A company that can successfully bring diverse people together – to share ideas on how to improve performance or create a better company – will have a clear competitive advantage over one that cannot. It is vital that all of those who participate in these discussions feel that they can honestly share their ideas without fear and in an environment of mutual respect.

The crucial factor is to enable everyone to be their authentic selves, not to feel compelled to hide a part of themselves as they interact with others. Employees who are inhibited from displaying who they truly are may look for the exit at the first opportunity. In contrast, those who can be their authentic selves at work are motivated to contribute to an enterprise that recognizes and respects them. Rather than being inhibited, an inclusive environment can result in a workforce that does not hold back from contributing ideas and puts in the hard work that can drive a company’s success. 

How did your life experience lead you to become passionate about diversity and inclusion and eventually start the Diversity and Inclusion Council at TrueBlue?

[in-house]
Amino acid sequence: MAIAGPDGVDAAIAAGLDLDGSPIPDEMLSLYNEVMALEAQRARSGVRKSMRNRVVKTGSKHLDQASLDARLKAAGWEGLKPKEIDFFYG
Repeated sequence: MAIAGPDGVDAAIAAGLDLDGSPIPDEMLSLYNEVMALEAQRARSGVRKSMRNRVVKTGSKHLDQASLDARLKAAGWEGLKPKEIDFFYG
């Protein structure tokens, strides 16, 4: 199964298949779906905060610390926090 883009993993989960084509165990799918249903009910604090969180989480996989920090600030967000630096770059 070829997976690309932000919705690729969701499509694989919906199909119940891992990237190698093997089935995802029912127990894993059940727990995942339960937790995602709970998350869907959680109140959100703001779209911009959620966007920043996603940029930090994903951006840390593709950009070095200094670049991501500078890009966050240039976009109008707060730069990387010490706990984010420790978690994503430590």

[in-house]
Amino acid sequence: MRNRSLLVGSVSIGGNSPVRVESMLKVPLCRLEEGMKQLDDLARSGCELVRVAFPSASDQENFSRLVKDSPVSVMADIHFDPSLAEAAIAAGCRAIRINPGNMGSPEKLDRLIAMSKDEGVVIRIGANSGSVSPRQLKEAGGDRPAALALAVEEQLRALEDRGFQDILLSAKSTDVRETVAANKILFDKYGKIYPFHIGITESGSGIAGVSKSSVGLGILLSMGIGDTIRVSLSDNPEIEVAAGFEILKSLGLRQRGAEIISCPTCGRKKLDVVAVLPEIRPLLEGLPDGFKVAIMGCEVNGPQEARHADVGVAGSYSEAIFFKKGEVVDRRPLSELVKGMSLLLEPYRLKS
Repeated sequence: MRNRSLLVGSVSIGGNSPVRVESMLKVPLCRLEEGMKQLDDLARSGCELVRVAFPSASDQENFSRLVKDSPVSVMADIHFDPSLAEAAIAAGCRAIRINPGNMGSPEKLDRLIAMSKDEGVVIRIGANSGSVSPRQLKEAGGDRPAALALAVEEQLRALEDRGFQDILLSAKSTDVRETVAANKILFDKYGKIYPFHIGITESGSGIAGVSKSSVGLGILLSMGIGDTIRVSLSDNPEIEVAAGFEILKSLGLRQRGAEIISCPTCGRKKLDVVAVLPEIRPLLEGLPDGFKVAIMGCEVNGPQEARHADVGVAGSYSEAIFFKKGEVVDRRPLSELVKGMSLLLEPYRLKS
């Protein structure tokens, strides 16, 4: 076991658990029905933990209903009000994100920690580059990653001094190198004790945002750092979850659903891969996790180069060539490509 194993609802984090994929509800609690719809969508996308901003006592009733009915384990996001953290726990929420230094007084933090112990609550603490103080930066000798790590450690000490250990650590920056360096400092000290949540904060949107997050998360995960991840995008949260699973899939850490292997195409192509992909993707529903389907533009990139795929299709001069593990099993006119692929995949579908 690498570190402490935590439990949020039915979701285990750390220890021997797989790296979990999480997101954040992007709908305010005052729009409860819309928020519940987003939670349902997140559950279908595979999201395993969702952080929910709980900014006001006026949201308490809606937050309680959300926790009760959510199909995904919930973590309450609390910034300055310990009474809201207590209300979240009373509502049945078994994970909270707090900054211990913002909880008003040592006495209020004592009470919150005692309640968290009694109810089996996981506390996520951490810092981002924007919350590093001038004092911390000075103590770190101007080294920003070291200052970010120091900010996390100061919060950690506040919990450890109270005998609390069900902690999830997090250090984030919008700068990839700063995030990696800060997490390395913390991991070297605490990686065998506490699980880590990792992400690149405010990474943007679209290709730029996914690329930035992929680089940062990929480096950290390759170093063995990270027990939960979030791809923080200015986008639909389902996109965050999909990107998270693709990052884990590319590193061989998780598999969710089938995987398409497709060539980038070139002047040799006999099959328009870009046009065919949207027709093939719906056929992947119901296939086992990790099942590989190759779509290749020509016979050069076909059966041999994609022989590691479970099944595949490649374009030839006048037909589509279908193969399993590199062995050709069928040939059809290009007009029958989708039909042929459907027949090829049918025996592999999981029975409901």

Growing up in Hawaii, I was surrounded by people from many different backgrounds and cultures, which people discussed with great ease. When I came to the mainland to study, I noticed that there was a tendency for people to compartmentalize themselves – to reveal only the parts that would be readily accepted by others and to keep parts hidden. As a Filipino-American and a gay man, no matter where life took me, I had a feeling of being different. But, I saw no reason why my differences should function as barriers. I learned firsthand about the issues of bias in American life, and ultimately, I understood that bias was something that needed to be confronted and challenged.  

After years of working as a trial lawyer, I joined the predecessor of TrueBlue as a corporate counsel in 2004. Shortly after joining the company, I was invited to an outing that included spouses and significant others. I brought the man who is now my husband, and introduced him as my boyfriend to my coworkers. While this may not seem particularly noteworthy in 2019, being openly gay at work was much less common then. Introducing him as my boyfriend clearly had an influence on many people that night because they congratulated me for openly introducing our relationship. From that point forward, an important part of who I am was no longer hidden from my colleagues.

What were your first steps in establishing the Diversity and Inclusion Council and how has it developed over time?

I found that there was a great interest in diversity and inclusion issues in the company, and I worked to start conversations around the topic. When the Diversity and Inclusion Council was started in 2012, I was asked to be its first chairman.